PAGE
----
Gold is a monetary metal because it has been viewed as a store of value for millennia. The question therefore is how do we best measure its performance as a store of value? Afterall, the simply looking at its value in different currencies gives us an historical perspective but it does not illustrate how much the purchasing power of currencies has been degraded over time. In order to do that we need to create charts of gold adjusted for the purchasing power parity of various currencies.
In researching this question, I found it particularly interesting how various measures of purchasing power parity are quoted internationally. The USA for example quotes its measure as how many fewer items one Dollar can buy now than in the past. However, the rest of the world quotes the data the other way around. For example, the UK measure quotes it as the number of pounds now required to buy what one pound bought in the past.
The price of gold adjusted for US Dollar PPP peaked in the region of the 1980 highs in 2011. It pulled back violently but is again approaching the 250 area. Considering the range underneath the price, some consolidation in the region of the previous peaks is certainly possible but a breakout is the most likely medium-term scenario.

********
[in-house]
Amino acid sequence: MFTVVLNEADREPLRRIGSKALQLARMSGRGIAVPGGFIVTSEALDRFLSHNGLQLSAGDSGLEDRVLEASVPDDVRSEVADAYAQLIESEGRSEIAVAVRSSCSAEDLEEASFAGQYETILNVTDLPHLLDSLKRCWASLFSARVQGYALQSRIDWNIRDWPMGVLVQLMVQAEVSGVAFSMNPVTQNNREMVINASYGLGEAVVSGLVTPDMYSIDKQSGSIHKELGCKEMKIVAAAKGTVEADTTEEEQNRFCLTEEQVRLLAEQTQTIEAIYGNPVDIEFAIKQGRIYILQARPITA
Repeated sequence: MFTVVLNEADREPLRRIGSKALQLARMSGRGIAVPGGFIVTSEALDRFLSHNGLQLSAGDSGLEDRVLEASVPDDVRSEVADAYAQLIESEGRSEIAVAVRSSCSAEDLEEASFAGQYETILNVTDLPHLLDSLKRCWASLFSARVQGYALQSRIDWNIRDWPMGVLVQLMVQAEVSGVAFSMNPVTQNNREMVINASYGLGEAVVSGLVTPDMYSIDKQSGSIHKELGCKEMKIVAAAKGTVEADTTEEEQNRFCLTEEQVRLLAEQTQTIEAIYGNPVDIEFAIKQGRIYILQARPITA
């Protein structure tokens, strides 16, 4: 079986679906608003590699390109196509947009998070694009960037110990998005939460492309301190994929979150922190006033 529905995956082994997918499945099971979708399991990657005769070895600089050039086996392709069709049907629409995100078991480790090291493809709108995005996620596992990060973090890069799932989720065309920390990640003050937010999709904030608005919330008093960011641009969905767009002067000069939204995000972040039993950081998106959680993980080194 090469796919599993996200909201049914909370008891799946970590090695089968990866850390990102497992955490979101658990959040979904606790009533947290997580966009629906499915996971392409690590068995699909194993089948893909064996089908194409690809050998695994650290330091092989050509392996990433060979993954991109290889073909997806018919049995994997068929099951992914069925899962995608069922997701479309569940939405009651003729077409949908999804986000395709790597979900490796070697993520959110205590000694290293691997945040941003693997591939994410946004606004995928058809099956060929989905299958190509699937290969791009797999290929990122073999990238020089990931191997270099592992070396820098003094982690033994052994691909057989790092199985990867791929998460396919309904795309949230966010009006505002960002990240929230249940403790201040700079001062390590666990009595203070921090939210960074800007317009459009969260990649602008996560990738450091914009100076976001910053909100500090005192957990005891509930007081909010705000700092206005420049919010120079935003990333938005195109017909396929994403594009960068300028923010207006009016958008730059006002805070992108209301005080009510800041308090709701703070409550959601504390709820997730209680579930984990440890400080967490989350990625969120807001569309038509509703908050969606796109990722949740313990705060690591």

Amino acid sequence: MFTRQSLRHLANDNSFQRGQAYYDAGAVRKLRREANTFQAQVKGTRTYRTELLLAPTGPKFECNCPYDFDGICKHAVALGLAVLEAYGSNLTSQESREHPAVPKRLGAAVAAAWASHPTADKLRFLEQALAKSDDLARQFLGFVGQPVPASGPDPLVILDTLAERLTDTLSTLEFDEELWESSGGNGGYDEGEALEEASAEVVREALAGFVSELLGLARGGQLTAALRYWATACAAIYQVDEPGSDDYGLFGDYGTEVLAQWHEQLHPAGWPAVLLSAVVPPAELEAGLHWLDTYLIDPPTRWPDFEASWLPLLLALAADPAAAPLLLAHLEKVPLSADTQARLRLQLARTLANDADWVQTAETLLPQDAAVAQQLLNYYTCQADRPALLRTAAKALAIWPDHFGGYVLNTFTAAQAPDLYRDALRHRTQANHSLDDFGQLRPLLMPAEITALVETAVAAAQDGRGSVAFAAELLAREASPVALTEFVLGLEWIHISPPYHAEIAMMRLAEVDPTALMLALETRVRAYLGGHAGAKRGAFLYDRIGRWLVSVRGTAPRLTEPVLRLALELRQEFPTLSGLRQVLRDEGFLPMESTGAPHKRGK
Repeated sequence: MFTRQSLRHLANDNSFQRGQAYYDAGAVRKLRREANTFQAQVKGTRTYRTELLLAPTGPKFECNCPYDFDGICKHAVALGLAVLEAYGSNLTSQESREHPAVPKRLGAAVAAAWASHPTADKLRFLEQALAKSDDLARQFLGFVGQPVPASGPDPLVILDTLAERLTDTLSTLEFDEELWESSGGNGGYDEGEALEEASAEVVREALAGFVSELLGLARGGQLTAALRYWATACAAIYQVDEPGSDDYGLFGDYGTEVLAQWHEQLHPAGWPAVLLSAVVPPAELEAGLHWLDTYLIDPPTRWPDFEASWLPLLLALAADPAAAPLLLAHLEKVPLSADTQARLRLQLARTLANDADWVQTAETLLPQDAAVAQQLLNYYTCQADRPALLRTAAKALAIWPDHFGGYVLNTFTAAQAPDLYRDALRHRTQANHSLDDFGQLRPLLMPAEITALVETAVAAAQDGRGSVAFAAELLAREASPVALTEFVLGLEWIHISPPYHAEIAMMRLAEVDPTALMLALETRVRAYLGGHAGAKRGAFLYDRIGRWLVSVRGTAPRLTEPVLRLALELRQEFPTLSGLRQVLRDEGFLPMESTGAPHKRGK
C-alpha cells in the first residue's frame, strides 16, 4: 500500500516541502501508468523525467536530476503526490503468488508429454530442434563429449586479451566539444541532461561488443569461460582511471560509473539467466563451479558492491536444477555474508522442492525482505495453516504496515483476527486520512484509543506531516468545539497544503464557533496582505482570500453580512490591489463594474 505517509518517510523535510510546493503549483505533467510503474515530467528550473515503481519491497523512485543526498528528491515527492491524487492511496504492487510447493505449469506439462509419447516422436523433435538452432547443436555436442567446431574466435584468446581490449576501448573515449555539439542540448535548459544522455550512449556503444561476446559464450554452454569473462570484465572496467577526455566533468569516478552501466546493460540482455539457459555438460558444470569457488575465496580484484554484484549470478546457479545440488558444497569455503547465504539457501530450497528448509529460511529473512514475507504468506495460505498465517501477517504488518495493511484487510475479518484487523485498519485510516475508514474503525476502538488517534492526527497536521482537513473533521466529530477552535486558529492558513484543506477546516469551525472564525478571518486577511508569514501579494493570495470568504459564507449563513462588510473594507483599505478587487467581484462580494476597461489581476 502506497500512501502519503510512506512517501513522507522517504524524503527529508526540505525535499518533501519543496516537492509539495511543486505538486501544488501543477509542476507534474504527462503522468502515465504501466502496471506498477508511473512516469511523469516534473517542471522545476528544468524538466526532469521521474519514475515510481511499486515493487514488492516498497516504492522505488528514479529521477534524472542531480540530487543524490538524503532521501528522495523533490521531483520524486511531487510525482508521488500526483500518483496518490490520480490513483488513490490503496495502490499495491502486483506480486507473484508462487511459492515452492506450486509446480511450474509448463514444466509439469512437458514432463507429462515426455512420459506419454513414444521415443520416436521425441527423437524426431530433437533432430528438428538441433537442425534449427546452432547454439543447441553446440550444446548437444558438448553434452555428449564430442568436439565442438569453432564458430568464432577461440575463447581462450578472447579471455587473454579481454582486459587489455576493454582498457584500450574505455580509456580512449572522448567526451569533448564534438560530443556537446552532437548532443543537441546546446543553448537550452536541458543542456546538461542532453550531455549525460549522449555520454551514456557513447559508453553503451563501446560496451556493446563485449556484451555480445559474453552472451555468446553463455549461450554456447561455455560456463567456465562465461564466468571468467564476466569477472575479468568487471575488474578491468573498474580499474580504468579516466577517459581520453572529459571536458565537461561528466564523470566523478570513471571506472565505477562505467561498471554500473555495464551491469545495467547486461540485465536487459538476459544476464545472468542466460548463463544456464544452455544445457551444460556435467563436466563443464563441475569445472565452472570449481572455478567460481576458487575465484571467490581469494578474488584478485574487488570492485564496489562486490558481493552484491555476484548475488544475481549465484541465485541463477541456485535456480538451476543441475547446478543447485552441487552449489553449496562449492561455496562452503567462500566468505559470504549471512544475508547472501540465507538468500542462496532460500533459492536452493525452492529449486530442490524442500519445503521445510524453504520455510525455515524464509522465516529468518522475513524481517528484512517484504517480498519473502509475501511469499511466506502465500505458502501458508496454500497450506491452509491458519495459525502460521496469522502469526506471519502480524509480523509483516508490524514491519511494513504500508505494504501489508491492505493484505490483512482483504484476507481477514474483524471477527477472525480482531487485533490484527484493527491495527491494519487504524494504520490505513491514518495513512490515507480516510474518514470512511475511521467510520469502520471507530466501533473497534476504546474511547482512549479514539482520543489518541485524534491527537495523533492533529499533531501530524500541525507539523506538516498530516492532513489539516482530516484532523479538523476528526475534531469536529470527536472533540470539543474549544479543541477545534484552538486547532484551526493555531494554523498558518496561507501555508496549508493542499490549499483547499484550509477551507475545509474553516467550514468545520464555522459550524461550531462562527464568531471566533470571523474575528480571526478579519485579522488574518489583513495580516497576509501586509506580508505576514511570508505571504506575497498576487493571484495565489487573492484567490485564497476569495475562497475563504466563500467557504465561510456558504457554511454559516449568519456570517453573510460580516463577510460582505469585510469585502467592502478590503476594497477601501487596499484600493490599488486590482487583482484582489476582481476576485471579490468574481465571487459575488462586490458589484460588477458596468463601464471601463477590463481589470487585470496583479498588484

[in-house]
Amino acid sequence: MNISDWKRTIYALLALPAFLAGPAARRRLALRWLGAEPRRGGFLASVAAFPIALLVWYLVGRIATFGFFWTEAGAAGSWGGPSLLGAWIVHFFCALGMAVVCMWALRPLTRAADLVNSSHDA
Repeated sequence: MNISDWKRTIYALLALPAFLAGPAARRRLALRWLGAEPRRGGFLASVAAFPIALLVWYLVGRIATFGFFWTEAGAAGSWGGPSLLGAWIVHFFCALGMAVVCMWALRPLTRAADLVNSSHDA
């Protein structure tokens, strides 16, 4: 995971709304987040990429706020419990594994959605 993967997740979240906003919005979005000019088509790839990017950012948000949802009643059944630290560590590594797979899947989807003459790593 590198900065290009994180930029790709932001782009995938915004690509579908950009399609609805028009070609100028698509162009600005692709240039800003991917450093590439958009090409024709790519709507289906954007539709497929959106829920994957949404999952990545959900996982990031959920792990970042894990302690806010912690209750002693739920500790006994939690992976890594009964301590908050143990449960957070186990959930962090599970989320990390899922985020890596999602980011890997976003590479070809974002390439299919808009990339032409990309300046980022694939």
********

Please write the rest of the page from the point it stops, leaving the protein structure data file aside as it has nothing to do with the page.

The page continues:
The price of gold adjusted for British Pound PPP data starts in 1982. The price declined meaningfully into the low in 1999 and then rallied by almost 8X to the 2011 peak. It paused in the region of the high last year and has now clearly broken on the upside.
The price of gold adjusted for Australian Dollars PPP data starts in 1994. It broke out in 2005, hit a medium-term peak in 2011 and resumed its uptrend in 2019.
The price of gold adjusted for Euro PPP is an interesting one because the purchasing power of the Euro actually increased in the 1990s before declining over the last twenty years. The chart out in 2005, peaked in 2012 and broke out again this year.
The price of gold adjusted for Canadian Dollar PPP ranged for more than 25 years before breaking out in 2006. It ranged again between 2011 and 2019 before breaking out again.
The price of gold adjusted for Swiss Francs PPP exhibits a more pronounced downtrend from the start point in 1982 and has just broken on the upside.
The commonality across just about all of these measures is very supportive of the view gold is in a significant new bull market, even with short-term risk of consolidation in the region of $1800.Back to top